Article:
In Dan Sabbagh’s Feb. 19, 2011 column for The Guardian titled “Music is thriving, but the business is dying. Who can make it pay again?” he reported that music sales in the U.S. fell nearly 10 percent from the previous year.
The resulting tumult: no one cared—or even took notice—and that’s because the music industry is expected to fail.
But why is that? After all, for me (and I suspect many others) certain artists, albums or songs are inseparable from life’s defining moments. I can’t listen to Death Cab for Cutie’s “Army Corps of Architects” without remembering my first breakup, or hear Pavement’s “Cut Your Hair” and not relive a particularly embarrassing 8th grade class presentation.
I’m tied to these tracks and, in a way, they’ve helped to sculpt the person that I am today.
So shouldn’t we mourn the death of an industry that has always been there for us?
Well, no. The connection between an artist and their audience is a point A to point B situation, one where the conventional music industry—with its assortment of promoters, distributors, publishers and other middle-movers—has never played any part in the importance of the core content: the music.
Radiohead released their “In Rainbows” album through a pay-what-you-want download service in 2007 and gave the world a glimpse at what was to come. For the first time, the industry was excluded and the artist was giving material directly to the listener.
“In Rainbows” created the model, and five years later it’s commonplace for fans to download music straight from the musician(s).
But whereas Radiohead’s simple download model was revolutionary in 2007, it has grown stale in 2012. Music streaming and download websites such as Bandcamp and Soundcloud, though they’re necessary tools for aspiring musicians, have diluted the music stream with mediocre content.
It’s because of this that groups are now being forced to devise cleverer, more unique online marketing tools to grab their audience’s attention.
On Aug. 1 the New York band Yeasayer announced (via Twitter, fittingly) that links to video “vignettes” from each of the 11 tracks on their “Fragrant World” album would be placed on various websites. Clues to the links’ locations were given out by the group’s record label, Secretly Canadian, and fans were able to hunt them down. The full tracklisting was then streamed for two days.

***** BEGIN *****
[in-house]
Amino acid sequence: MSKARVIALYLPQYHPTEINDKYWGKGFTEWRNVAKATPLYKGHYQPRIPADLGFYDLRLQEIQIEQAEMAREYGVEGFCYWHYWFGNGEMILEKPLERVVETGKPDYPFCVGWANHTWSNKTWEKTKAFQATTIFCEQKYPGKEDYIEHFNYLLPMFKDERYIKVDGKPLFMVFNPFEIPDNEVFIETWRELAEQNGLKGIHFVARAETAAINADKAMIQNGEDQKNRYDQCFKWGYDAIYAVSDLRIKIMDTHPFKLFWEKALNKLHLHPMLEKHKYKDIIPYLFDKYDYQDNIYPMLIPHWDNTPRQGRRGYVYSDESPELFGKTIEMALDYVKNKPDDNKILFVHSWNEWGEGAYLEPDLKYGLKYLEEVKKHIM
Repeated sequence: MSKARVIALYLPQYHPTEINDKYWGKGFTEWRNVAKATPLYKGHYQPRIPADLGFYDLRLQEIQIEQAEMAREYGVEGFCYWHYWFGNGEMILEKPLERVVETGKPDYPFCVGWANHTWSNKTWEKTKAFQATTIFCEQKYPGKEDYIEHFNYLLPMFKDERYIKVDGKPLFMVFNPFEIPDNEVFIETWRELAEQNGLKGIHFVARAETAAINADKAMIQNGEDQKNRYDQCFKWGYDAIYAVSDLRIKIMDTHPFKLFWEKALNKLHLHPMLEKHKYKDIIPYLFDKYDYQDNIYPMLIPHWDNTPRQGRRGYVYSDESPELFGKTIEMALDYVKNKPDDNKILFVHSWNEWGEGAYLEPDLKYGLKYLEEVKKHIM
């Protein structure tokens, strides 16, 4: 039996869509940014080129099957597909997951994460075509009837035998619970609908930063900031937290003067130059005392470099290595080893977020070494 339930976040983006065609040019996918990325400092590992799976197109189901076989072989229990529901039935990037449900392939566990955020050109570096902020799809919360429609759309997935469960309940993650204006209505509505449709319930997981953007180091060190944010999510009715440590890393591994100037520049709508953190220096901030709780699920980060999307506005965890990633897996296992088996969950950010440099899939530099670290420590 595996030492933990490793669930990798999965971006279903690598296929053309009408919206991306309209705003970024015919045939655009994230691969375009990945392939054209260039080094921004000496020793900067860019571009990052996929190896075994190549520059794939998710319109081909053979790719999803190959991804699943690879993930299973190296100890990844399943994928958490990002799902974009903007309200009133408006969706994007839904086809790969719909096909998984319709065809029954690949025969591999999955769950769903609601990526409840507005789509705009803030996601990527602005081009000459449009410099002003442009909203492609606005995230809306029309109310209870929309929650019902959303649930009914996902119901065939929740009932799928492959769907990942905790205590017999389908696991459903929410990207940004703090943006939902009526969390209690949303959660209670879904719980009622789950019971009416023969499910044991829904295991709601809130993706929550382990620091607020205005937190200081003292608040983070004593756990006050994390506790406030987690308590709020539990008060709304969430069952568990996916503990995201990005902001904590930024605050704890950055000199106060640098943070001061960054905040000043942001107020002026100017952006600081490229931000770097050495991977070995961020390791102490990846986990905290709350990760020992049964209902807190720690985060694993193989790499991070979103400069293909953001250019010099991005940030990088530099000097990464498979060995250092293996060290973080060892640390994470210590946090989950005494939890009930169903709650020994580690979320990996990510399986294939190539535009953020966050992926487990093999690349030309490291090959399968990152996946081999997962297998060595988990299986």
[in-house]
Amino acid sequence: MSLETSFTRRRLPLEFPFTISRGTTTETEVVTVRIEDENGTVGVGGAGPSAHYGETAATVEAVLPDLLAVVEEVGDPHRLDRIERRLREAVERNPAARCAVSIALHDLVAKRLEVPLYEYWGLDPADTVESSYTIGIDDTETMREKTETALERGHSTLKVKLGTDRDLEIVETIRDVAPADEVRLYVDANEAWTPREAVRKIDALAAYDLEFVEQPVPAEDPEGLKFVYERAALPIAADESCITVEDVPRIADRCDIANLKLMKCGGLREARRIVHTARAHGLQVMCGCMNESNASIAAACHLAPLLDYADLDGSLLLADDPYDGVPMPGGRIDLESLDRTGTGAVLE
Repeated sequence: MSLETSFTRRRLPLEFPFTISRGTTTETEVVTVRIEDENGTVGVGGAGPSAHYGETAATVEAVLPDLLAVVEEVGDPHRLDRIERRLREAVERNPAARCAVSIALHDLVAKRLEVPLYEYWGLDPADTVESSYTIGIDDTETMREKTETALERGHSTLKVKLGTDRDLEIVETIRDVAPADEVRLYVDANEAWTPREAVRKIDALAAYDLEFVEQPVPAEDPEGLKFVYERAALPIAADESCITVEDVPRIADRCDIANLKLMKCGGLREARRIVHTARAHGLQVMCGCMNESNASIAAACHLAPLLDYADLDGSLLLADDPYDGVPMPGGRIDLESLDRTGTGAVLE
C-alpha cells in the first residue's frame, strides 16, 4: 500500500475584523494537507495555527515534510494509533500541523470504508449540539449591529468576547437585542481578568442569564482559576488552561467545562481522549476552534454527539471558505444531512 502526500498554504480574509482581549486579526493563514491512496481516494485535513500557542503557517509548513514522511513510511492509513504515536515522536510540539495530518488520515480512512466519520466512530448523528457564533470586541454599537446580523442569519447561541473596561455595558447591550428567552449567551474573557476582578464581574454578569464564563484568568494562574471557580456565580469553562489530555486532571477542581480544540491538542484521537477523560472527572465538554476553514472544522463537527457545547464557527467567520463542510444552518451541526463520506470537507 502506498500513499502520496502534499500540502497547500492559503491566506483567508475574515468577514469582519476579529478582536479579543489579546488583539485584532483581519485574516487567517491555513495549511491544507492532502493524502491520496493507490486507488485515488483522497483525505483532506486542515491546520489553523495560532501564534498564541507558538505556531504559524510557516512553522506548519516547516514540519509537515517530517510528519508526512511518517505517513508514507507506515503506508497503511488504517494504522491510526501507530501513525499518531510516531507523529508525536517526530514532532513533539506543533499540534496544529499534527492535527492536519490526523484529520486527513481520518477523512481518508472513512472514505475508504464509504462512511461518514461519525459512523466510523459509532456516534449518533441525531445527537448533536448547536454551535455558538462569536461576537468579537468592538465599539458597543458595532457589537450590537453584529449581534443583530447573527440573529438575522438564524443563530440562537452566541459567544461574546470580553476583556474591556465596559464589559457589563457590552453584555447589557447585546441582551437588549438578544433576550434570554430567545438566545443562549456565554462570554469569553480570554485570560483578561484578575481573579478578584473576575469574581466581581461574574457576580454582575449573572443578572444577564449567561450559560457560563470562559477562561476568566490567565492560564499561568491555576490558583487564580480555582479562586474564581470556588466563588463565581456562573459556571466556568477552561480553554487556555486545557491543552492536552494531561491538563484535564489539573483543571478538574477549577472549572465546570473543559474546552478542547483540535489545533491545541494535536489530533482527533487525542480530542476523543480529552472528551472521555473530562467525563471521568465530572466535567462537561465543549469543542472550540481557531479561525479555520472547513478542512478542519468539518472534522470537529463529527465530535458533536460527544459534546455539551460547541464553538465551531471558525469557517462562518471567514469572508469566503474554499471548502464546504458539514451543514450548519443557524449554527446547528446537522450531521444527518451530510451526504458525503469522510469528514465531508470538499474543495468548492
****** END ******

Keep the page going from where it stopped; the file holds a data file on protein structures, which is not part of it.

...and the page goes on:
Though the album itself has received mixed reviews, the online marketing campaign behind it has garnered its own distinct attention—almost all of it favorable.
Likewise, Animal Collective, one of the largest names in the world of indie music, is currently streaming their new album, “Centipede Hz,” with videos for each song. The band partnered, in part, with The Creators Project, a collaboration between Intel and Vice Magazine.
These new models—streaming the music before an album’s release date while adding additional content such as video—is creating a connection between artist and audience that never existed within the previous industry structure. It’s also responding to the inevitability of an album’s leak while still not giving the music away for free.
And in addition to artists linking with their listeners, the music media is similarly conversing with their audience by utilizing new media technologies. As mentioned before, Vice Magazine’s partnership with Intel helps artists to create content that they otherwise would not be able to.
And Wednesday, Pitchfork Media published its People’s List, a collection of responses from 27,981 of the music website’s readers. The List shows the top 200 albums, as voted by the readers, and breaks down the responses by gender, age and geographic location. The project not only gives Pitchfork valuable insight to their audience, but also gives Pitchfork readers insight into whether or not their fellow viewers share their opinions.
So now, in addition to a dialogue between artists and the media that cover them, it has become necessary that both entities connect with their audience, making the whole industry more personal on a user level.